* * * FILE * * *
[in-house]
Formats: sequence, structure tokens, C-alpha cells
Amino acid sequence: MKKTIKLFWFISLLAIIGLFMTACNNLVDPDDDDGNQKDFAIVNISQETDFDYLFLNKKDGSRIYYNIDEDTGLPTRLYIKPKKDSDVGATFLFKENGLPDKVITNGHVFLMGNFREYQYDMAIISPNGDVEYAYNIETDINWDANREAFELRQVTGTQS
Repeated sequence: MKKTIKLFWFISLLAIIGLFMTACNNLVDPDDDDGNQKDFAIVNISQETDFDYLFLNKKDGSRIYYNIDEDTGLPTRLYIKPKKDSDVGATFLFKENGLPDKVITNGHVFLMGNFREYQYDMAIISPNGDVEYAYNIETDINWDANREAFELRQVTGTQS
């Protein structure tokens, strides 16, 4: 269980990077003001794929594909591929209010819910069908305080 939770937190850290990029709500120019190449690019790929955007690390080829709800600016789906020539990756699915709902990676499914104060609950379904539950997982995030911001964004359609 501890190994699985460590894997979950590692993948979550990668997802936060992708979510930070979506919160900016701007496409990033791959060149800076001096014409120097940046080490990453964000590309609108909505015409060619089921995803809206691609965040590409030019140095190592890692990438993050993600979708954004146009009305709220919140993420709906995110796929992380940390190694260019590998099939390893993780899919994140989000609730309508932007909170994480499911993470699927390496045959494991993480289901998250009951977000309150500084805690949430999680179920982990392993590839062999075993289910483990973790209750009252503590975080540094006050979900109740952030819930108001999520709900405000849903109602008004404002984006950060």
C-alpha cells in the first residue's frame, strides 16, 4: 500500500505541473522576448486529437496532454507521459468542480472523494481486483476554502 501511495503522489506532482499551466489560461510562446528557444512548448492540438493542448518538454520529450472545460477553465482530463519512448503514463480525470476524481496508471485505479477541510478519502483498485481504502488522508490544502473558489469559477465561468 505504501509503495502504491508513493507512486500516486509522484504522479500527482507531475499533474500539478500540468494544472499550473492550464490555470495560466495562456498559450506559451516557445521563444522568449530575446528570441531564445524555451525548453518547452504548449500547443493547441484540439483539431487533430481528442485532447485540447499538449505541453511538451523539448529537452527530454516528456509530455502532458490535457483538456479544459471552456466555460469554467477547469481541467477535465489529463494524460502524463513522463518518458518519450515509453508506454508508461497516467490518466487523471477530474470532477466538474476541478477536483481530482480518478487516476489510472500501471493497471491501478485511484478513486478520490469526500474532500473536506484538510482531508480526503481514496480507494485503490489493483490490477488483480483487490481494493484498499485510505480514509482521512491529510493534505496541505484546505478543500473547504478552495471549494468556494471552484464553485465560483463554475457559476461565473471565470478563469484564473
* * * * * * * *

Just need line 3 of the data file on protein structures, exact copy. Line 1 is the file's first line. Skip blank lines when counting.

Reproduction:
Amino acid sequence: MKKTIKLFWFISLLAIIGLFMTACNNLVDPDDDDGNQKDFAIVNISQETDFDYLFLNKKDGSRIYYNIDEDTGLPTRLYIKPKKDSDVGATFLFKENGLPDKVITNGHVFLMGNFREYQYDMAIISPNGDVEYAYNIETDINWDANREAFELRQVTGTQS